brunolgx wrote:mmmm Wipika logo, thanks... I designed it myself no money at that time ...
and yes I kitesurf most of the windy days when I'm at home here in DR, with my Ultraflat 10m (10 to 22 knots)
So how much do you want for the name?
How much time can you give for the promotion of it as a brand ... again?
What IP do you have in place world-wide
What contacts do you have at the manufacturers?
Is it worth a go, to an enthusiast, who also wants to remain commercial !!
I had a wipika 22.5 sq.m. C kite at one time!
And the Wipika Uprise board, designed by Eric Herstens, is still the best board I have ever ridden.
Unfortunately it broke in two after a bad landing, and it's now impossible to buy one.
I had to make a copy out of marine ply and fibreglass for myself, and wish it was still possible to buy a new one!
I started kiteboarding back in 2000 and owned a good few Wipikas. I still have an Airblast 6.3 in the closet that I swear I'll use some day.
Aside from all the what happened stuff I really want to thank you for what you did for all of us who kite. In one way or another we all use kites that are modeled on your original design.
You rekindled my love of the ocean and my surfboards have gotten smaller as I've gotten older. Life is Good.
Ok, to be more accurate:
- we had no delamination problems with WHITE mylar on ANY of the Wipika kites sold from 1997 to 2000. I "designed" that fabric with Dimension USA in 1996 and they supplied it.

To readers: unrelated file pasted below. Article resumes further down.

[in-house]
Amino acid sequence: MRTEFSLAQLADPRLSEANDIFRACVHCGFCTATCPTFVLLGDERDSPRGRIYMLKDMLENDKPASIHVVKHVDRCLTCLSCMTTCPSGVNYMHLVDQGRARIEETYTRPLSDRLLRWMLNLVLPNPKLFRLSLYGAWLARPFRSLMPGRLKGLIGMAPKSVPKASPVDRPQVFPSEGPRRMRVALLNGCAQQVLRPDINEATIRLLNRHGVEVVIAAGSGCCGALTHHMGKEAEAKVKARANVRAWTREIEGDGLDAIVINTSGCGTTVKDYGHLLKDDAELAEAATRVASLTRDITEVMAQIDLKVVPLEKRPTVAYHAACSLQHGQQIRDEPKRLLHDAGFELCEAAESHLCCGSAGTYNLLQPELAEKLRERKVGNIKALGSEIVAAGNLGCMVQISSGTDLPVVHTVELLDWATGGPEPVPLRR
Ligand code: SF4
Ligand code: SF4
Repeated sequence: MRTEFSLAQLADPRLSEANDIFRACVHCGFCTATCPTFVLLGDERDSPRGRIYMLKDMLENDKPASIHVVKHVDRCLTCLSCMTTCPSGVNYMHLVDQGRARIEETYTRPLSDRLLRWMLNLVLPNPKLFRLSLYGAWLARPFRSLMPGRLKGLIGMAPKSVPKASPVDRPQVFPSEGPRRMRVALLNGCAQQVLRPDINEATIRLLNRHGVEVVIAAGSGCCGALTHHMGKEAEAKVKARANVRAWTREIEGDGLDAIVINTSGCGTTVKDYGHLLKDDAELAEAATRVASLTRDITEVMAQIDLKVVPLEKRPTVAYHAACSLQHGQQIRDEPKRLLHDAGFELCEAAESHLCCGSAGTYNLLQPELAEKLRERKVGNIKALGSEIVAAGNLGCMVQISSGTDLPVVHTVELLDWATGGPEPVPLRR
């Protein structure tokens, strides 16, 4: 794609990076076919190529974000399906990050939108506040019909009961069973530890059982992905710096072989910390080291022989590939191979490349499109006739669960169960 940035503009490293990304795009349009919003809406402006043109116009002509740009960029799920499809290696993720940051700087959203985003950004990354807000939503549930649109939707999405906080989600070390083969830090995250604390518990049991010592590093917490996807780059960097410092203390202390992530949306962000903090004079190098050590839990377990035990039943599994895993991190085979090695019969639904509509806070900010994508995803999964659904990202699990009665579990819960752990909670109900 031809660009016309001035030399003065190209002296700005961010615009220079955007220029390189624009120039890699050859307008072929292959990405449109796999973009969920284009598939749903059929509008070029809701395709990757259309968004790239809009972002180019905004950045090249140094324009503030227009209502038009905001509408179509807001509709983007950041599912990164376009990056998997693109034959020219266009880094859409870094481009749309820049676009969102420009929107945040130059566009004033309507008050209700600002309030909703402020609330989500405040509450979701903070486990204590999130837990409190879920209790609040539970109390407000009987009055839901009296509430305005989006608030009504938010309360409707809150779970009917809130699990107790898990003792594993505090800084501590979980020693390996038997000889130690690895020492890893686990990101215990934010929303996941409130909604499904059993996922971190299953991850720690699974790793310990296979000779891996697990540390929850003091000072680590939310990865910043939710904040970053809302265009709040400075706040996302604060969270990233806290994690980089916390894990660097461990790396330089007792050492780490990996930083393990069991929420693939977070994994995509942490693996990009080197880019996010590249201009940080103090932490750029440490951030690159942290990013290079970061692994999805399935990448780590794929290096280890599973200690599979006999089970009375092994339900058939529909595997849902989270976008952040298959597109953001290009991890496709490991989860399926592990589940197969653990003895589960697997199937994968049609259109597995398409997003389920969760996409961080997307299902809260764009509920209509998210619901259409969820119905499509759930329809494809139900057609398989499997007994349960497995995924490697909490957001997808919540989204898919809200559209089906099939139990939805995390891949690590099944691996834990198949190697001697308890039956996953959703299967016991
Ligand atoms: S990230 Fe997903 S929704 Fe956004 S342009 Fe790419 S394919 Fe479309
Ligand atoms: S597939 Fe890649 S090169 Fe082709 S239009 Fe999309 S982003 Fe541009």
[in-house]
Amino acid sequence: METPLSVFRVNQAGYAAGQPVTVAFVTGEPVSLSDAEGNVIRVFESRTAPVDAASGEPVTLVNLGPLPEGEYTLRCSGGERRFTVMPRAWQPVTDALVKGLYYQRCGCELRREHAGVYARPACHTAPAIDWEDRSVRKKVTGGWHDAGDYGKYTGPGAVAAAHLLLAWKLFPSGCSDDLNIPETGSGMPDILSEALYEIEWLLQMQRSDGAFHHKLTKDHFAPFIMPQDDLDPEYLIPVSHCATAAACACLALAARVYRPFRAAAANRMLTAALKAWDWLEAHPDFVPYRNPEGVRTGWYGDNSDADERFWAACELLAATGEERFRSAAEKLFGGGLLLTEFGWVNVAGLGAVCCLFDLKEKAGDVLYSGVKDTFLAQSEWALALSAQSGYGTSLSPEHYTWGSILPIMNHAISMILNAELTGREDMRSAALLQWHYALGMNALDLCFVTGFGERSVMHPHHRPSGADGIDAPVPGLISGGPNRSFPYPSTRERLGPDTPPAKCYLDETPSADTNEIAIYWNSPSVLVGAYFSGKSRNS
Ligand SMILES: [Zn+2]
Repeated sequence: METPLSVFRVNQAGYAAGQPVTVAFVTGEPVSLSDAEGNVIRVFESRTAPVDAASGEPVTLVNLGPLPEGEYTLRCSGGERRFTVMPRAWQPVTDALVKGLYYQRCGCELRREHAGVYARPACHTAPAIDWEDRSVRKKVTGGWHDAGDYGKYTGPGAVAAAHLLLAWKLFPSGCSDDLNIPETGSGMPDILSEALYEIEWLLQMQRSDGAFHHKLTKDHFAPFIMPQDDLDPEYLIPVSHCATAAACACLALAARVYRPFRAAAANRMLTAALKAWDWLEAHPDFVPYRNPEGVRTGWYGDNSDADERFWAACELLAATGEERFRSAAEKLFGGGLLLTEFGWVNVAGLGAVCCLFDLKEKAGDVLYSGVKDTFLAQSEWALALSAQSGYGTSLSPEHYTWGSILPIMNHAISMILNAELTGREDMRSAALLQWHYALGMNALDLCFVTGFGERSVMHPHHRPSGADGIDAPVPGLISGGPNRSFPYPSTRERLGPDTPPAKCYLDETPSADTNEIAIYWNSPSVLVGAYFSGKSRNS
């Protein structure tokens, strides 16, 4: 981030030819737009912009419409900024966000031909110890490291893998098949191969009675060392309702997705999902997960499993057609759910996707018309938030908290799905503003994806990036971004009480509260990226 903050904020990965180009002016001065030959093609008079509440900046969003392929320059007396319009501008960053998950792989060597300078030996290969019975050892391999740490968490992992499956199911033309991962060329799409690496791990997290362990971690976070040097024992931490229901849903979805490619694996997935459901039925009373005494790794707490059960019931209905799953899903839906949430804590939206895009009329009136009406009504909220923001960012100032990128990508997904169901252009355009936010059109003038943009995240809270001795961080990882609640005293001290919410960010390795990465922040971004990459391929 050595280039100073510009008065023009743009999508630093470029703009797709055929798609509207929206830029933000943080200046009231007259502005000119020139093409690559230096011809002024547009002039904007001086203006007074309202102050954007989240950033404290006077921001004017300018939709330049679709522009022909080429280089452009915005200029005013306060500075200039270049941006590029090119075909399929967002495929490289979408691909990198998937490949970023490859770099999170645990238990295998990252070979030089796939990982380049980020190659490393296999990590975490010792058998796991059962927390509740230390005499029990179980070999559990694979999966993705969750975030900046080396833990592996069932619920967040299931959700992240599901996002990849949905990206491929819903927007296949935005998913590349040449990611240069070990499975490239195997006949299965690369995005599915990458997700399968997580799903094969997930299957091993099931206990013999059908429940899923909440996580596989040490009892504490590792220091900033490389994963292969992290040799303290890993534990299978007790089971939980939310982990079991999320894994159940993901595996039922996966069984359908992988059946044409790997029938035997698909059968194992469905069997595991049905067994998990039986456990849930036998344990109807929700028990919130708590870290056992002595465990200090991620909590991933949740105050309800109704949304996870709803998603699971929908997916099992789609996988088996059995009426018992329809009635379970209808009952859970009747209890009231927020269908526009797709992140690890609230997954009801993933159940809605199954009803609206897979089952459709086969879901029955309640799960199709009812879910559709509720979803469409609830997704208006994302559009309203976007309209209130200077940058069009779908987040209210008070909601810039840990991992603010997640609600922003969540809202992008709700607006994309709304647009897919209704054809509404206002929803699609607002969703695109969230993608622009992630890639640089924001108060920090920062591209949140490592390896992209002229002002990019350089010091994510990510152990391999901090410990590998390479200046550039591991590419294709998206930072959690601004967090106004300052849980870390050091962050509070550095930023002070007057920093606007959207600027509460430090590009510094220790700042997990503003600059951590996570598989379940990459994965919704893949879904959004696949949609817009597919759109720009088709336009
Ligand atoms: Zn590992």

- I partnered with a japanese guy in 1999, in charge of the business side
- I settled myself in Dominican Republic in early 2000 in order to concentrate on design
- Mathieu Pendle (now Globerider) was in charge of all technical matters, in France
- Dimension Polyant GERMANY designed a "copy" of the Dimension US mylar fabric
- they decided to use it because Polyant offered it in various colors, more attractive for the customers
- I was against using their coloured mylar for various reasons
- Wipika was selling 17000 kites at that time
- when they saw that the fabric delaminated, they had so much fabric in stock at LAM (our chinese kite maker) and so much demand that LAM and the japanese decided to keep producing untill they get another fabric and can replace the defective products
- I then decided to stop my relationship with the japanese and LAM
- Polyant never recognized the manufacturing defect, arguing that mylar can't support kite constraints (although we had proven the contrary for 3 years and that they had designed this shitty fabric for the kitesurf market !!!)
- Polyant was never sued because LAM had so much business with them (sails, paragliders...) that he refused to sue
In short, that's the sad story.
wow 17000 kites at the beginnings of kiteboarding! Wonder how kite market has grown by now and how many kites are being sold now yearly.